Seanad debates

Thursday, 10 November 2005

12:00 pm

Photo of Frank FeighanFrank Feighan (Fine Gael)

I welcome the Minister of State to the House for these difficult statements on the Ferns Report. We should thank Mr. Justice Murphy and his team for a thorough report. That report caused deep anger. The graphic accounts, which I did not particularly want to read, and the actions of perpetrators, particularly Fr. Fortune, leave me speechless. These people enjoyed a lot of trust and were in positions of responsibility. We have talked about teachers, trainers of football teams and boy scout or girl guide leaders being vetted by gardaí but there were many priests in the Wexford area who abused their position feeling they could get away scot free.

It reminds me of the bad old days. Only 20 years ago, Britain was the dumping ground for Ireland's social problems. Thousands of young women took the boat to England for an abortion. People knew when a young girl went to England to spend time with her aunt what was happening. Generations of children never knew their fathers because they were separated and had gone to work in Britain, coming back at Christmas and on special occasions. Law breakers used to be told by gardaí that they would be prosecuted if they did not go to Britain. That was compounded some years ago when a judge said he would send a young offender to prison if he did not go to Britain. There was a time when we could not get contraception in this great country of ours, when we had to cross the Border to Enniskillen to get it. We have a lot to answer for.

We should thank the service and the people in Britain for putting up with our problems for many years, and perhaps we should apologise to Britain for the way we have used that country as a dumping ground.

Homosexual acts were illegal in this country and homosexuals were treated as second-class citizens. They were not allowed teach and most of them had to go to the United Kingdom. In terms of what defined Ireland at the time, there was a close relationship between the church and the State and people who were all-powerful. People were licking the altars of the church, so to speak. They could be seen following religious processions in every small town yet they were doing people harm. I am not talking about the majority of them but some of them were acting in that way. That was the way life was then.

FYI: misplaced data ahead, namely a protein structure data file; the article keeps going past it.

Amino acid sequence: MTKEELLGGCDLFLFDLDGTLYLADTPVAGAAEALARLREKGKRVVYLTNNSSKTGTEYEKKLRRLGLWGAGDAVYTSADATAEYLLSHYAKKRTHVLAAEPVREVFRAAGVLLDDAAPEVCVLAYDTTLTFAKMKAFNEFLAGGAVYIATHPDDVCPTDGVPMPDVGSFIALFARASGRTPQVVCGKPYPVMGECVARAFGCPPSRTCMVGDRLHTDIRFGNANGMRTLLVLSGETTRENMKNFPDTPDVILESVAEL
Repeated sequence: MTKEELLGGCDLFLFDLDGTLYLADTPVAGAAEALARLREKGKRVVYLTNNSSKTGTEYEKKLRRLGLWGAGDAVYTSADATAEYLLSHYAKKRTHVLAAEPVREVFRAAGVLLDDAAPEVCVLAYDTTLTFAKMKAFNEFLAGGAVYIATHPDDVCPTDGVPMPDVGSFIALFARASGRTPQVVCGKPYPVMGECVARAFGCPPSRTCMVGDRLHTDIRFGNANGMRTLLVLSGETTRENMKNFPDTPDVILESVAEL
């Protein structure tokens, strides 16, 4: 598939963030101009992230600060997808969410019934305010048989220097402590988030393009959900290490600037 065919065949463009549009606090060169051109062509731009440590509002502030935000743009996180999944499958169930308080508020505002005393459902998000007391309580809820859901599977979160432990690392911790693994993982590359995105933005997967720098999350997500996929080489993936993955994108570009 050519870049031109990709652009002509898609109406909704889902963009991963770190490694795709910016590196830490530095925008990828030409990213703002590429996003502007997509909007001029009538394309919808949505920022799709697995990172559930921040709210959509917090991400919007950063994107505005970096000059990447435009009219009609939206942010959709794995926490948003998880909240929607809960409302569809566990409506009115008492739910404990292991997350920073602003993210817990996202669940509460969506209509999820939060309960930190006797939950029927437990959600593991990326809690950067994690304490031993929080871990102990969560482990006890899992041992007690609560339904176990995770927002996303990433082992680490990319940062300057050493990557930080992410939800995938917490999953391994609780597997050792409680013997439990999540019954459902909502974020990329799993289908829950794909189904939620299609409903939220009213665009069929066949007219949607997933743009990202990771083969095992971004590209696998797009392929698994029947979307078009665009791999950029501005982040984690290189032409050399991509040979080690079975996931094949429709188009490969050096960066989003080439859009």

When I was about 12, I remember my mother, who was a very quiet, inoffensive lady, taking me aside, as I am sure did most mothers at the time, and saying, "Watch out for him". The people she was talking about were not sex offenders but we were warned to steer clear of certain people. I do not believe, however, that any parent told their child that a certain priest was a sex offender. It just did not happen. We have grown up but perhaps we have much to learn in that regard.

The Catholic Church has been rocked by these allegations and the churches have a lot to answer for. We all know they did not respond in the correct way. They kept their heads down, just as did people in society, when they should have taken the lead. Once again, as a society we did not confront our problems. We shoved them aside and that is what the Catholic Church did, which was wrong.